Another sign that the ILCA is plainly admitting that this is a hopelessly complex, unfathomable process is that they had to abandon straight lines before they were even half-way through.

The mark of any good workflow chart is nice, unambiguous straight lines leading from one step to the next. Having to draw curving (or worse yet - 'S'-shaped lines) is a tacit admission that you forgot to plan ahead. It means you kept adding extra steps as you went along that you'd completely forgotten about when you started. Curving lines on a flow chart are like detours on a road map.

The result is a flowchart that leaves me - admittedly a Laser outsider - completely baffled. I thought just staying on a Laser without falling off was hard enough, but I think sailing a Laser is probably the easy part.

Anyone who manages to successfully enter a Laser World Championship should get some kind of trophy just for that.


November 11, 2010

More Naval Gazing


Whew! I am tuckered out from trying to solve all of the photo puzzles that everyone has been posting lately.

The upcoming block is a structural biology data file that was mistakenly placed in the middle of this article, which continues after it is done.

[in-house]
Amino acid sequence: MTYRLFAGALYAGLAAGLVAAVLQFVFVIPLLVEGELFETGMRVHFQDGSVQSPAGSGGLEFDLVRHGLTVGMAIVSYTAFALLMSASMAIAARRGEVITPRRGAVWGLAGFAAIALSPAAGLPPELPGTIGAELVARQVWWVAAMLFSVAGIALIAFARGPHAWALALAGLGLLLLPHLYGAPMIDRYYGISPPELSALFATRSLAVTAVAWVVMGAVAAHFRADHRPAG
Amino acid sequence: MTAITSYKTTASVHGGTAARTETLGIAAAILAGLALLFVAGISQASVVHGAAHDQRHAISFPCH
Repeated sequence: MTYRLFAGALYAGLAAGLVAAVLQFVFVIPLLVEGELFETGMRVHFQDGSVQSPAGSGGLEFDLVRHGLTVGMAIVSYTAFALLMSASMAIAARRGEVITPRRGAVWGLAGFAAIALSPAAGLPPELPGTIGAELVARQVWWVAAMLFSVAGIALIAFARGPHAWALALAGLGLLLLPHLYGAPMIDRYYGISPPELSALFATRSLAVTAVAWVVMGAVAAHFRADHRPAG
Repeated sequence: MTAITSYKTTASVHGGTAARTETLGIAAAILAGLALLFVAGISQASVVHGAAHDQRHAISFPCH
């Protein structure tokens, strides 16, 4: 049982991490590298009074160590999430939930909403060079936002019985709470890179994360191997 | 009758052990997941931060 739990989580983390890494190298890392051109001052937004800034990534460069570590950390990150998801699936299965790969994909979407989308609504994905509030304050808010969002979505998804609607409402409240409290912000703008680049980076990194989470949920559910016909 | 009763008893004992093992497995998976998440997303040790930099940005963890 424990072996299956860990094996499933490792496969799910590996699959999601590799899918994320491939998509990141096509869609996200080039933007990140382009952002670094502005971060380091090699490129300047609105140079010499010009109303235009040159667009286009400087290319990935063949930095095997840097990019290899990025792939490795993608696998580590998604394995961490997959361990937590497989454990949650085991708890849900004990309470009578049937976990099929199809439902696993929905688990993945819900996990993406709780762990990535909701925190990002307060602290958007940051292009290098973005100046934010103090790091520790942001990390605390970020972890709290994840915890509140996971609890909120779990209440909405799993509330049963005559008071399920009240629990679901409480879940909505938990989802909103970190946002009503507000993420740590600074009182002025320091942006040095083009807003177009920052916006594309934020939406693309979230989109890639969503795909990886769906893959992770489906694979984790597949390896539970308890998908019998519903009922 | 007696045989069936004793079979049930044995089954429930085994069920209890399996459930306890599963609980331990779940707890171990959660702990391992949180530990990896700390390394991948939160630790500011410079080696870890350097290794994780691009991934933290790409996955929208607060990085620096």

JP has been posting mystery paintings. Frogma has been posting mystery boats. And Tillerman has been posting mystery photos of guys in canoes.

It's time for someone else to work the Google and burn the midnight oil.

Here is a very strange painting.

Baydog has been feeling down lately and posted this eerie thing today. Can you identify the artist? The style is typical of his work (the artist's, not Baydog's), but the subject is probably the most bizarre thing that artist ever painted. Here's a hint. It's a self portrait.

OK, if you're an art history major that part may be easy, but if you're an art history major, you're probably working double shifts at MacDonalds and won't have any time to read sailing blogs.

Ah, but here's the harder part - and the part that ties this painting to sailing (sort of). What the heck does that painting have to do with the lighthouse in this photo?

If you're Baydog, you can't answer the first part unless you know the second part, too.

Now let's not always see the same hands.


November 3, 2010

Out To Lunch